Setting text inside a circle with CSS
I totally forgot that this is possible with the
shape-outside CSS property. As Kerry Smyth shows in this demo, we can use that property twice to force text to float around two different paths, giving us shape on both sides (in this case, a circle). It’s neat that browser tools have come so far as to give us this really nice visual representation as we build it, too:
As Kerry mentions in this post, I’m excited for
shape-inside which will let us create a shape to wrap the content within an element more naturally, too.
The Hero Generator
To get things started, Sarah Edo made a wonderful Hero Generator that lets you modify a ton of options like the gradient, the image, and the positioning of elements like this:
Once you’ve messed about with the options you can generate all the code at the flick of a switch. Super neat.
Oh, that reminds me: the CSS Grid Generator is super neat, too.
Not so long ago Sarah made another handy generator but this time all about CSS Grid: this one lets you draw columns and rows on a grid and then export the styles and markup.
In the description for that demo Sarah makes note of the CSS Grid Garden which is a tool I saw a long time ago but forgot to return to. It’s pretty dang fantastic as it walks you through how to build very simple grid layouts and first — until by the end you’re wielding space and time like a wizard.
generic-components is wondrous!
Not so long ago I remember ranting to a pal that the most annoying thing about third-party component libraries is the fact that they come bundled with styles. Because every time I want to just make sure I have a baseline understanding of the accessibility issues of, say, a tab component or an accordion.
Having all the styles bundled without a component is frustrating to me because I never want to keep something the same visually. And this will then involve me going down a rabbit hole of either replicating the accessibility features that component has or hacking the styles on top of it and just calling it a day.
Well! My prayers have been answered with the
generic-components project. It’s a collection of web components with accessibility in mind and they’re super easy to style.
Here’s a look at styling and animating the progress element
See how in the progress of the video below there’s a fancy gradient from orange to pink? That’s what Geoff builds in this fun post about HTML video:
Geoff then walks us through how to grab the current time of the video and display it as a percentage in the progress HTML element. It’s nifty stuff.
Have you heard about Alpine.js?
If not, no fear! Hugo Di Francesco has written up his thoughts about this interesting new framework that’s “used like jQuery, written like Vue, and inspired by Tailwind CSS”. Here’s the super brief intro from Hugo:
After thinking about it for all of two seconds, I love that it mirrors a lot of the Vue syntax and the fact that it is so much smaller than jQuery (only 23% the size!) makes it a pretty compelling tool to pick up the next time I need something like this.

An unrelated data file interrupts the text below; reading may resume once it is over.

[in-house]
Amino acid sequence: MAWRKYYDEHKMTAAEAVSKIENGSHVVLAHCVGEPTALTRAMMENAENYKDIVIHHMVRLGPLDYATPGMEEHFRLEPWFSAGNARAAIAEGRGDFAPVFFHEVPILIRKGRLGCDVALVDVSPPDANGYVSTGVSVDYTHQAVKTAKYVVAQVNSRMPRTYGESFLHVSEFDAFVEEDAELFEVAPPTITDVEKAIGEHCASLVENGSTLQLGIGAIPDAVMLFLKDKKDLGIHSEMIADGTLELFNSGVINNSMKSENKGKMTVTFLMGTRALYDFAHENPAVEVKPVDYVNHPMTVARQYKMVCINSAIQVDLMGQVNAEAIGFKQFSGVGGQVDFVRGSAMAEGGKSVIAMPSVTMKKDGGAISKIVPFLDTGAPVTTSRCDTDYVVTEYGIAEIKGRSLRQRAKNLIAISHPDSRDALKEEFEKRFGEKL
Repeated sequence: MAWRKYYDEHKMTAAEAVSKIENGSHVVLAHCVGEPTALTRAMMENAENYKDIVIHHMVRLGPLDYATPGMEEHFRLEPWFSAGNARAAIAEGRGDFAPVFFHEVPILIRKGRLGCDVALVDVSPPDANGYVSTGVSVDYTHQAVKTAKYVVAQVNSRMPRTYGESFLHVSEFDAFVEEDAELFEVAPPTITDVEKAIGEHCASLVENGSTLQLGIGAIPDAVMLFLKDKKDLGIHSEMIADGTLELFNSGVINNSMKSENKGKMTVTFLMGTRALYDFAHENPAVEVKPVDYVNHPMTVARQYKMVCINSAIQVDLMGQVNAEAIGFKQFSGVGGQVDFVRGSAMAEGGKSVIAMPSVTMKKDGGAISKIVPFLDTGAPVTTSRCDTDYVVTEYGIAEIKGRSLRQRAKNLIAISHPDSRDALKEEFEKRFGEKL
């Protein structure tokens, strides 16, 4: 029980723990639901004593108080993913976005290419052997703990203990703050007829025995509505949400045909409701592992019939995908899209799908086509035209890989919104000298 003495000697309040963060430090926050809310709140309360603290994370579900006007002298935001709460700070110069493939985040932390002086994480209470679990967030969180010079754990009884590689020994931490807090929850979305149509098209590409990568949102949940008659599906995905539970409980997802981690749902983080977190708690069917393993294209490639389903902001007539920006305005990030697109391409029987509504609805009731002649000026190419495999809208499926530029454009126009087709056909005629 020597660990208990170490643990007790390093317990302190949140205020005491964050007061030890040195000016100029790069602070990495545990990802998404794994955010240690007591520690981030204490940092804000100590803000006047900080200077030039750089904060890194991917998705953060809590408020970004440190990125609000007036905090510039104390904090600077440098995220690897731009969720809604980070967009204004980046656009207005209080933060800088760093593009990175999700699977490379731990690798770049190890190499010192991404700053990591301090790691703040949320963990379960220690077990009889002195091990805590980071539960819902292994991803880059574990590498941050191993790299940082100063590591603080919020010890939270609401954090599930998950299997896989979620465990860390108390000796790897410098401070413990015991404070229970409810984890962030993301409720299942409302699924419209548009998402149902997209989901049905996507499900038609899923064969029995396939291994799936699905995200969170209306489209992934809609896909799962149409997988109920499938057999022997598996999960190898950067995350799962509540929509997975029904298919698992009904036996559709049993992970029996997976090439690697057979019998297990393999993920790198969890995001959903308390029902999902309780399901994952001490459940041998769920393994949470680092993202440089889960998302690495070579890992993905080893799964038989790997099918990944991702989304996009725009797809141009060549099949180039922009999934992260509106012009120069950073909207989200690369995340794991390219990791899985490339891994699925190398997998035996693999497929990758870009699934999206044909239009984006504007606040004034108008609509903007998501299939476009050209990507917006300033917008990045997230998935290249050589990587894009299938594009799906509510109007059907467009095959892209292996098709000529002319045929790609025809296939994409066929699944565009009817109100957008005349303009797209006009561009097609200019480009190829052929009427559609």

Formik can help handle forms for us in React
In the docs for Formik it states that:
Formik is a small library that helps you with the 3 most annoying parts:
- Getting values in and out of form state
- Validation and error messages
- Handling form submission
But how should we go about getting started? Well, Adebiyi Adedotun has the scoop on this and why Formik is so gosh darn helpful. This is because when using React forms can get complicated real quick. There’s so much state to manage—errors, data, etc.—that it gets overwhelming to deal with.
Advice for writing a technical resume
Sarah has a bunch of thoughts about resumes, as she’s been on both sides of the table. If you’re looking for a new gig it might be a good idea to take a quick look at this list to make sure you’re not making some common mistakes.
I’d also quickly underline what Sarah mentions at the end of this post: everyone gets turned down for a job, no matter how smart and brilliant they are. It’s really hard though not to let the stress of finding a new gig get to you. And I would know! I just ended months and months of interviews and got turned down by an embarrassing number of folks to find myself with a new gig that I genuinely love.
You just have to keep trying and apply for every gig that comes your way, ignoring every devastating no that comes your way
Seems like the WordPress.com team is shipping tons of new features for the already fantastic Block Editor lately. Six new blocks that connect with Eventbrite, Pinterest, Mapbox, and more just came out this week. Last week, they released a slick new way to build complete page layouts with block patterns. There’s even an event all about blocks that’s posted on WordPress.tv!
Point is, WordPress.com is constantly evolving and continues to be the gold standard for hosted sites. Give the new blocks a try by signing up. It’s free and takes just a few clicks to get going.
To cap things off this week, have you seen 98.css? I’ve seen it linked up six ways to Sunday so I bet you have, but just in case you haven’t it’s a real pleasure. to look through. It’s a CSS library emulating the look of Windows 98, which is an aesthetic I bet a lot of people have in their brain somewhere even if you weren’t an active user.
The bevel-and-emboss to “sink”
<textarea>s and “rise”
<button>s is so classic. I’m sure that the modern aesthetic of barely indicating if something is a button at all kinda helps us feel nostalgic for this. Now that’s a button!
What doesn’t feel right anymore is how tight everything is. That probably didn’t feel so tight when monitors were generally smaller and much less pixel dense.
The font used for more components is “ms_sans_serif.woff2”, which in following the links in the license from the repo, leads to MS Sans Serif which is Creative Commons Attribution-ShareAlike 👍.